Sunday, January 16, 2011

The Voyages of Doctor Dolittle

Hugh Lofting first wrote of Doctor Dolittle in letters home to his family while serving in the trenches of World War I.  He was from England, but later moved to the United States.  The character he created became the famous Dr. Dolittle.  The Voyages of Doctor Dolittle, the second in the Dr. Dolittle series, is narrated by his travelling companion, Tommy Stubbins.  Tommy Stubbins accompanied the doctor when he was a young boy and explains in the prologue that he is writing as an old man and may not remember everything perfectly, but if he has a question, he simply has to ask Polynesia, the parrot, to clarify.

So begins the fantastical story of Doctor Dolittle, which I really enjoyed reading.  Maybe it was the sharp contrast between it and The Story of Mankind that made it so fun.  Dr. Dolittle is patient, smart, responsible, persistent and lucky. He never lets his feathers get ruffled, even when the ship runs into the bank before they are out of the village; stowaways are discovered on board; or when he is made king against his will.  (If any of you are familiar with Bob the Builder, you might get an idea of his calm manner, but with more smarts and fewer annoying characteristics.)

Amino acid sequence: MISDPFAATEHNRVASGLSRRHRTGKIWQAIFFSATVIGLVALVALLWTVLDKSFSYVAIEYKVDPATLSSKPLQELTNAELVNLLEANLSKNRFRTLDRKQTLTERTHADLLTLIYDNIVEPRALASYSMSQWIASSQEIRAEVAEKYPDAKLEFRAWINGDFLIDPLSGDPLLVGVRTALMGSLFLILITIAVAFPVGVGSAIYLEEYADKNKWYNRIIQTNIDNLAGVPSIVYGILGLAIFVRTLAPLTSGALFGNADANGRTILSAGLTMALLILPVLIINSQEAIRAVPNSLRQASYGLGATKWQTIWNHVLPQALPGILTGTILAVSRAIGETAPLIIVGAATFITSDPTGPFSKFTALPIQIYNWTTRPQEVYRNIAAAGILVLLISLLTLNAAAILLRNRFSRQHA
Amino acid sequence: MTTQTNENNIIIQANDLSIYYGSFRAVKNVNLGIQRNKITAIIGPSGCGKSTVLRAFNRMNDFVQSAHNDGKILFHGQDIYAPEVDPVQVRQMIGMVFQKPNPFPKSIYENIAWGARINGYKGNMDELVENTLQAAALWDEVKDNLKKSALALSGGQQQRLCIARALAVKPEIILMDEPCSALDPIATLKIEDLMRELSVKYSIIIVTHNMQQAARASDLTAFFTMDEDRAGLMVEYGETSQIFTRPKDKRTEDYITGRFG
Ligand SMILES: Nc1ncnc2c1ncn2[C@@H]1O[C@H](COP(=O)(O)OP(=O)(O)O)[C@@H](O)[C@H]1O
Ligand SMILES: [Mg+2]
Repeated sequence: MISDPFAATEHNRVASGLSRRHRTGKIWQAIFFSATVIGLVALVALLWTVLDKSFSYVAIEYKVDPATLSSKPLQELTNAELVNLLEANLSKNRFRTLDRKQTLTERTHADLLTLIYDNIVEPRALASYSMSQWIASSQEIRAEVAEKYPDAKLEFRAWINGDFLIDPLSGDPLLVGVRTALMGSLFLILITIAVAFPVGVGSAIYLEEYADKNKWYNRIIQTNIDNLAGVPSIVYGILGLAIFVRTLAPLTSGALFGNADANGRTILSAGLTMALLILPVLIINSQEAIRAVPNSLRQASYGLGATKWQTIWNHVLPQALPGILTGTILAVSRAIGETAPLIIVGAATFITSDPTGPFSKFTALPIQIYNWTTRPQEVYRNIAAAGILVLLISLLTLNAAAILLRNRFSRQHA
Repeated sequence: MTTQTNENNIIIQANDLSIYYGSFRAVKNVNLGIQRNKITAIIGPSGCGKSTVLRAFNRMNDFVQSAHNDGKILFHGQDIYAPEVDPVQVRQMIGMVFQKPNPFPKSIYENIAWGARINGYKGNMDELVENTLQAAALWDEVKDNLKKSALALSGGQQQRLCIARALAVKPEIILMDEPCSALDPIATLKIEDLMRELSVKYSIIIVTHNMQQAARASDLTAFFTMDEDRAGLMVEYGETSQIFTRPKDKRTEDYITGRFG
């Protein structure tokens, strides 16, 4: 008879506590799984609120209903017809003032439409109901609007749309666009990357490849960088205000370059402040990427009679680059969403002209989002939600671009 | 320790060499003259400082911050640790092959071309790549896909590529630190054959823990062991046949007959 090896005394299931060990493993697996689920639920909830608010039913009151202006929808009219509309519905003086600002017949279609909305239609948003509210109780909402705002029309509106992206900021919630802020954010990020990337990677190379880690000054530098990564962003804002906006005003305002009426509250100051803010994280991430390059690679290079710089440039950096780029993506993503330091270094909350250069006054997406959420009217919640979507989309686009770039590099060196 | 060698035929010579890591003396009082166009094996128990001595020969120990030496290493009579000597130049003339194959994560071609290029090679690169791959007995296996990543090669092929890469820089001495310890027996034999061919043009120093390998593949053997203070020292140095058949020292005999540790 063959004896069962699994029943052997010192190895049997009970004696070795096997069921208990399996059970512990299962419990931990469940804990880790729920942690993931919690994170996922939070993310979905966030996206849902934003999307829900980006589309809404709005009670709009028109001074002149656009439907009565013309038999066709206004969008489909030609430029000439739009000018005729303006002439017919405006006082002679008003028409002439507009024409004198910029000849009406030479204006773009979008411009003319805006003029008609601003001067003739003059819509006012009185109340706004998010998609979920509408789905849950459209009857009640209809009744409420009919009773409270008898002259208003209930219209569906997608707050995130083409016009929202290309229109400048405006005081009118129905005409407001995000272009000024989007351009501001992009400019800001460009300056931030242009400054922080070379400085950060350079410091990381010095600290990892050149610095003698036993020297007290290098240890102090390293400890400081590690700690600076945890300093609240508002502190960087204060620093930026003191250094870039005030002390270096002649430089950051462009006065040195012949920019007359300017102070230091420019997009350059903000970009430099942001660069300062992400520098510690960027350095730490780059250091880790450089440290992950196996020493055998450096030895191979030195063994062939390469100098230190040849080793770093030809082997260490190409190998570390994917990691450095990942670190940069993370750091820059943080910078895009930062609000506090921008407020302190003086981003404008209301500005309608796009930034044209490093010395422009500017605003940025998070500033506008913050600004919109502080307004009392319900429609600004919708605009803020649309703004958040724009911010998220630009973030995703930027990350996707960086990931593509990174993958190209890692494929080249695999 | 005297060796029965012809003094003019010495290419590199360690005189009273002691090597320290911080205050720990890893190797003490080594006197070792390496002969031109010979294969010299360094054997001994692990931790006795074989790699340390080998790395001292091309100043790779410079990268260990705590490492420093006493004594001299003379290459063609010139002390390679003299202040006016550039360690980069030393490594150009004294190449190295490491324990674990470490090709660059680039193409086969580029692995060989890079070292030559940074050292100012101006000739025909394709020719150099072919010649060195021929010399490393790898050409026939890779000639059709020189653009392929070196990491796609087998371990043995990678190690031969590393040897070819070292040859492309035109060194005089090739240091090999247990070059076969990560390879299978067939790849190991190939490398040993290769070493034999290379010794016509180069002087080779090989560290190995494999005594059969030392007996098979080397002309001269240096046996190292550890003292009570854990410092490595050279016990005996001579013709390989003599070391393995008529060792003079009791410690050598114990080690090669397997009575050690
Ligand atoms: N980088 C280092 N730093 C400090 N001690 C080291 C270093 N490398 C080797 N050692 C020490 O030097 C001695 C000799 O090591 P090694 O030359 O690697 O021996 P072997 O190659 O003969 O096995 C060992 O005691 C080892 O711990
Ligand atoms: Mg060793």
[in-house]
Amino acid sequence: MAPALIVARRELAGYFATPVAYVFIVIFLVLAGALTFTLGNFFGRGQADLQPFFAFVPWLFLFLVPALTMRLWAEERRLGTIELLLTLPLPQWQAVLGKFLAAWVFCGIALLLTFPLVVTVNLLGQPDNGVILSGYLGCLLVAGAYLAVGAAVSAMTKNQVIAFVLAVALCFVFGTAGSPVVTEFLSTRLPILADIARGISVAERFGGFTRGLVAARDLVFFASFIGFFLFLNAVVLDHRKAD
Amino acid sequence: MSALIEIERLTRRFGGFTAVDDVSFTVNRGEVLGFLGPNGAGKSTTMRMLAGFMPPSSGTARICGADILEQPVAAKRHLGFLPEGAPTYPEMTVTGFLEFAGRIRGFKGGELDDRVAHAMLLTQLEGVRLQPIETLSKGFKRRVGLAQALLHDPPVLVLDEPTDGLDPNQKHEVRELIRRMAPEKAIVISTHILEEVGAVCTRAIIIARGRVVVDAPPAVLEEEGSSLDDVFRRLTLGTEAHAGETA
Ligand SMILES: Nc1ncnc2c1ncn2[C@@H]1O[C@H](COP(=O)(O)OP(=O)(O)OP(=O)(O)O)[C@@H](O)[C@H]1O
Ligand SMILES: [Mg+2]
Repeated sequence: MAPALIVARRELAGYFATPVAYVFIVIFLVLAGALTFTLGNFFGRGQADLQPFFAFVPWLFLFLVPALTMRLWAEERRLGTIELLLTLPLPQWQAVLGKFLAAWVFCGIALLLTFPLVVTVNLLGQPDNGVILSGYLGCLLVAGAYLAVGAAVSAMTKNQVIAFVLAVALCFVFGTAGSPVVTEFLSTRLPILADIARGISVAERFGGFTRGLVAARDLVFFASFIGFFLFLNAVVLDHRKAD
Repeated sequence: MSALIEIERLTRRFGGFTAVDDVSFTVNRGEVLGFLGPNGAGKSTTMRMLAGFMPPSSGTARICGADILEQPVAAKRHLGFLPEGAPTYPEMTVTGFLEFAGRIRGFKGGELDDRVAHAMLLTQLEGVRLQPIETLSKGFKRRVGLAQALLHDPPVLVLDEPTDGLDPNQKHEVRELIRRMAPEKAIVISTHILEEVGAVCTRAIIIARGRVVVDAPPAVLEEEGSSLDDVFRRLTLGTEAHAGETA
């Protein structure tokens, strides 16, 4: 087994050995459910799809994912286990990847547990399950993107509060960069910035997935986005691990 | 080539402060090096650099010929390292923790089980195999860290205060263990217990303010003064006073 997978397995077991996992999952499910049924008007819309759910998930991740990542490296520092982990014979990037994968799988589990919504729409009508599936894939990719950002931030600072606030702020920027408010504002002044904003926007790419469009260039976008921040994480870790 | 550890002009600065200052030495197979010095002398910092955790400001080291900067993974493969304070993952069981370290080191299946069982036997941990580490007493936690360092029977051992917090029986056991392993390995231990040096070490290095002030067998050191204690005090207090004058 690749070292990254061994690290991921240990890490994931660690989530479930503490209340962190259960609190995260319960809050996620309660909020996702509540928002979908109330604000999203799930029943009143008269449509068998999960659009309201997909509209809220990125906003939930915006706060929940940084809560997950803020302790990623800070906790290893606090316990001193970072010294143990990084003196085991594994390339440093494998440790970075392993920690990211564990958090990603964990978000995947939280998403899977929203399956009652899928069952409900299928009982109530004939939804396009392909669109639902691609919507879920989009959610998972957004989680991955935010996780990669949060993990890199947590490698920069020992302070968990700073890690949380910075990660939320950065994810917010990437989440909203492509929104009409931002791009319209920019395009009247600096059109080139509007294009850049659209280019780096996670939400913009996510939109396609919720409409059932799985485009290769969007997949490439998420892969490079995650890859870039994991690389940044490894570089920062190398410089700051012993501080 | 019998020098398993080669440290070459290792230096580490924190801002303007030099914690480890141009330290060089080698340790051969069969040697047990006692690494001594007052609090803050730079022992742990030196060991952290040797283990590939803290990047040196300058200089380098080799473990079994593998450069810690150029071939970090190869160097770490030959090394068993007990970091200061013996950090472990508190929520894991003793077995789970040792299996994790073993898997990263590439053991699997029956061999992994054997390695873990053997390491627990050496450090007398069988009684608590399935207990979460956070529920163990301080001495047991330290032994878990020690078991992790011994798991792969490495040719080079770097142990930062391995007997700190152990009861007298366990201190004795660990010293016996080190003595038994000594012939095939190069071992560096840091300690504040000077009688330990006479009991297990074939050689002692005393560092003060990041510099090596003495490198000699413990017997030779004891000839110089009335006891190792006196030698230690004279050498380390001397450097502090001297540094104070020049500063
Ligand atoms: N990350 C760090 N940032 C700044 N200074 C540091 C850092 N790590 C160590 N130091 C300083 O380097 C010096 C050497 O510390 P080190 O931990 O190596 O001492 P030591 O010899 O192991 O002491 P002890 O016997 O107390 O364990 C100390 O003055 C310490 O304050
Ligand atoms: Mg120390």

This book teaches kids that if they persevere in their dreams, they will succeed.  For example, the doctor was at long last able to crack the code to the shellfish language, and Tommy realized his dream of becoming a naturalist despite coming from a very humble background.

We also learn to treat others with kindness and to find the good and talents in others.  When Dr. Dolittle is invited to Tommy's home to ask his parents if Tommy can come be his apprentice, he gladly agrees and spends an evening with his family.  They later put up a plaque something to the effect "Dr. Dolittle once played the flute here in 1840," kind of like "George Washington slept here."

I would definitely recommend this book to the young and young at heart.

Lofting, Hugh.  The Voyages of Doctor Dolittle.  Grosset & Dunlap Publishers.  276.  Print.

(So how do you notate the year published when you can't find it in the book?  There was an illustrations copyright 1998 by Sonja Lamut, but I don't see book copyright date.  Well, I tried.)

No comments:

Post a Comment